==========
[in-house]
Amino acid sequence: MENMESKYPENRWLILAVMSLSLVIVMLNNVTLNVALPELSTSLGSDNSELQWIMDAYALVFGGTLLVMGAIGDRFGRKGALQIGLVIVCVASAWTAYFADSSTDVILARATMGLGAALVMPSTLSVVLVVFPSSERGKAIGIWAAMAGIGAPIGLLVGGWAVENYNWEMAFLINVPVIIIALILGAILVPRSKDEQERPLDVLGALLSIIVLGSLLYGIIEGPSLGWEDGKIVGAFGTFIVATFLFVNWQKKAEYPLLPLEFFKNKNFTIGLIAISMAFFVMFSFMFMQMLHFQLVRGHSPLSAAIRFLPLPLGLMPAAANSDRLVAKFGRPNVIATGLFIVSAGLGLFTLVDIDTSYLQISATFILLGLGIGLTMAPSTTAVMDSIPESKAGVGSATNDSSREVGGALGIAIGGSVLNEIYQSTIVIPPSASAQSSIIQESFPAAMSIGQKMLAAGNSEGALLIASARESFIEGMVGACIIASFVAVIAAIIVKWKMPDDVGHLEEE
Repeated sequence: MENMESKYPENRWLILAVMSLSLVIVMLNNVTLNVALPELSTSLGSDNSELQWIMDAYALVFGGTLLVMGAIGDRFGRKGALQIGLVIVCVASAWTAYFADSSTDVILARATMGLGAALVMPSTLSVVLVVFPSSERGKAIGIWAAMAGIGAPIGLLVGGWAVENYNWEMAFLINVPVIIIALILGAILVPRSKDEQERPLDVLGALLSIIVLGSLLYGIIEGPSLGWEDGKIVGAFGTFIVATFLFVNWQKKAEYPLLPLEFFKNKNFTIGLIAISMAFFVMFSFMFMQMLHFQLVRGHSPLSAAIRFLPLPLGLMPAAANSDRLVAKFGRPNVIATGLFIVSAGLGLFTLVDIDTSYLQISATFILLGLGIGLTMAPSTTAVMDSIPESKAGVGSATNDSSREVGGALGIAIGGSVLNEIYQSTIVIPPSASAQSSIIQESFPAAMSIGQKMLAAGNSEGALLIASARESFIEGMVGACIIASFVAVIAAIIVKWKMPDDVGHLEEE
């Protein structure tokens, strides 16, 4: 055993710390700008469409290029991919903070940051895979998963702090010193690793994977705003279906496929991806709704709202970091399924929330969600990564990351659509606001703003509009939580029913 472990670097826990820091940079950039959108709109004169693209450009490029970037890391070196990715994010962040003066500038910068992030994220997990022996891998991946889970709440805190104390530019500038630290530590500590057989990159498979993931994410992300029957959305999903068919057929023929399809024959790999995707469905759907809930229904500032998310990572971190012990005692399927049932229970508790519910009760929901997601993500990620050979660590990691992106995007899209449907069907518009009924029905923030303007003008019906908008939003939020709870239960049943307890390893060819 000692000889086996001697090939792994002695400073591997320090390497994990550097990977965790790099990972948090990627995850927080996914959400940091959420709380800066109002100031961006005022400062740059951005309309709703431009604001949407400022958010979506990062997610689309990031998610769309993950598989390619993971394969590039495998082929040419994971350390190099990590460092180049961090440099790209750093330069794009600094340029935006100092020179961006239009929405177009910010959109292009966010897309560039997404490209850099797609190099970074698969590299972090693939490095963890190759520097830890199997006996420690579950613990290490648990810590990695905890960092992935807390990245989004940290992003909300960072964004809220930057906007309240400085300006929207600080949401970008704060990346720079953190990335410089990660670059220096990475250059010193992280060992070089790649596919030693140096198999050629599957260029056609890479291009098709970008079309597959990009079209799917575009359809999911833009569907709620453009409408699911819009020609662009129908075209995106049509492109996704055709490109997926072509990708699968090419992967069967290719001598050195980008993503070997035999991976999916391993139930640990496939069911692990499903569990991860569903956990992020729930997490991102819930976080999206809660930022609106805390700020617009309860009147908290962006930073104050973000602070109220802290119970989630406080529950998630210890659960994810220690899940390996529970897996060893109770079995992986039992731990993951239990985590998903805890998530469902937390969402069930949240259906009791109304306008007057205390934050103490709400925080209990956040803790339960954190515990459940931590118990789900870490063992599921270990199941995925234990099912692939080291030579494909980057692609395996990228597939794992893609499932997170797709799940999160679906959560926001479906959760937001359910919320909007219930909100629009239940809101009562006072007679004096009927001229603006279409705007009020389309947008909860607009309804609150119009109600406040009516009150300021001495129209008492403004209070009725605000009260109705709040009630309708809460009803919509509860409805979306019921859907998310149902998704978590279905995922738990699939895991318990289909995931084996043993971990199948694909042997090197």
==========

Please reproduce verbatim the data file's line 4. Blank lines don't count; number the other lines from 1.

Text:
């Protein structure tokens, strides 16, 4: 055993710390700008469409290029991919903070940051895979998963702090010193690793994977705003279906496929991806709704709202970091399924929330969600990564990351659509606001703003509009939580029913 472990670097826990820091940079950039959108709109004169693209450009490029970037890391070196990715994010962040003066500038910068992030994220997990022996891998991946889970709440805190104390530019500038630290530590500590057989990159498979993931994410992300029957959305999903068919057929023929399809024959790999995707469905759907809930229904500032998310990572971190012990005692399927049932229970508790519910009760929901997601993500990620050979660590990691992106995007899209449907069907518009009924029905923030303007003008019906908008939003939020709870239960049943307890390893060819 000692000889086996001697090939792994002695400073591997320090390497994990550097990977965790790099990972948090990627995850927080996914959400940091959420709380800066109002100031961006005022400062740059951005309309709703431009604001949407400022958010979506990062997610689309990031998610769309993950598989390619993971394969590039495998082929040419994971350390190099990590460092180049961090440099790209750093330069794009600094340029935006100092020179961006239009929405177009910010959109292009966010897309560039997404490209850099797609190099970074698969590299972090693939490095963890190759520097830890199997006996420690579950613990290490648990810590990695905890960092992935807390990245989004940290992003909300960072964004809220930057906007309240400085300006929207600080949401970008704060990346720079953190990335410089990660670059220096990475250059010193992280060992070089790649596919030693140096198999050629599957260029056609890479291009098709970008079309597959990009079209799917575009359809999911833009569907709620453009409408699911819009020609662009129908075209995106049509492109996704055709490109997926072509990708699968090419992967069967290719001598050195980008993503070997035999991976999916391993139930640990496939069911692990499903569990991860569903956990992020729930997490991102819930976080999206809660930022609106805390700020617009309860009147908290962006930073104050973000602070109220802290119970989630406080529950998630210890659960994810220690899940390996529970897996060893109770079995992986039992731990993951239990985590998903805890998530469902937390969402069930949240259906009791109304306008007057205390934050103490709400925080209990956040803790339960954190515990459940931590118990789900870490063992599921270990199941995925234990099912692939080291030579494909980057692609395996990228597939794992893609499932997170797709799940999160679906959560926001479906959760937001359910919320909007219930909100629009239940809101009562006072007679004096009927001229603006279409705007009020389309947008909860607009309804609150119009109600406040009516009150300021001495129209008492403004209070009725605000009260109705709040009630309708809460009803919509509860409805979306019921859907998310149902998704978590279905995922738990699939895991318990289909995931084996043993971990199948694909042997090197």